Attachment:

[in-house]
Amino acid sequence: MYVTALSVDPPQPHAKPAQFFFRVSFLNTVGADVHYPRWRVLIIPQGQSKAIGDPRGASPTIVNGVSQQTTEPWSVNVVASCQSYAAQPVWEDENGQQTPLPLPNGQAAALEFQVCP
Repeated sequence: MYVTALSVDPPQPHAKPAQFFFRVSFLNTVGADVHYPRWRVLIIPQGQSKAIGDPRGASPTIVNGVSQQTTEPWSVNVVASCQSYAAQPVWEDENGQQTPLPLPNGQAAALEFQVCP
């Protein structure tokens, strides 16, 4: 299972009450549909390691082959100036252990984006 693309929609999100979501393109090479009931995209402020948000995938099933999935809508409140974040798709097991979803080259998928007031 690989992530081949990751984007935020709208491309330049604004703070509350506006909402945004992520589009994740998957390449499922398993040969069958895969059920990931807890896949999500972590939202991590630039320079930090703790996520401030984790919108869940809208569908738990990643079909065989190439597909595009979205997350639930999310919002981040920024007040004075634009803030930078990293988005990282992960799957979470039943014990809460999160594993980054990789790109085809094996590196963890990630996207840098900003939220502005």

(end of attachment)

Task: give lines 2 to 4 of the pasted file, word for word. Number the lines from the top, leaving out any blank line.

Amino acid sequence: MYVTALSVDPPQPHAKPAQFFFRVSFLNTVGADVHYPRWRVLIIPQGQSKAIGDPRGASPTIVNGVSQQTTEPWSVNVVASCQSYAAQPVWEDENGQQTPLPLPNGQAAALEFQVCP
Repeated sequence: MYVTALSVDPPQPHAKPAQFFFRVSFLNTVGADVHYPRWRVLIIPQGQSKAIGDPRGASPTIVNGVSQQTTEPWSVNVVASCQSYAAQPVWEDENGQQTPLPLPNGQAAALEFQVCP
């Protein structure tokens, strides 16, 4: 299972009450549909390691082959100036252990984006 693309929609999100979501393109090479009931995209402020948000995938099933999935809508409140974040798709097991979803080259998928007031 690989992530081949990751984007935020709208491309330049604004703070509350506006909402945004992520589009994740998957390449499922398993040969069958895969059920990931807890896949999500972590939202991590630039320079930090703790996520401030984790919108869940809208569908738990990643079909065989190439597909595009979205997350639930999310919002981040920024007040004075634009803030930078990293988005990282992960799957979470039943014990809460999160594993980054990789790109085809094996590196963890990630996207840098900003939220502005």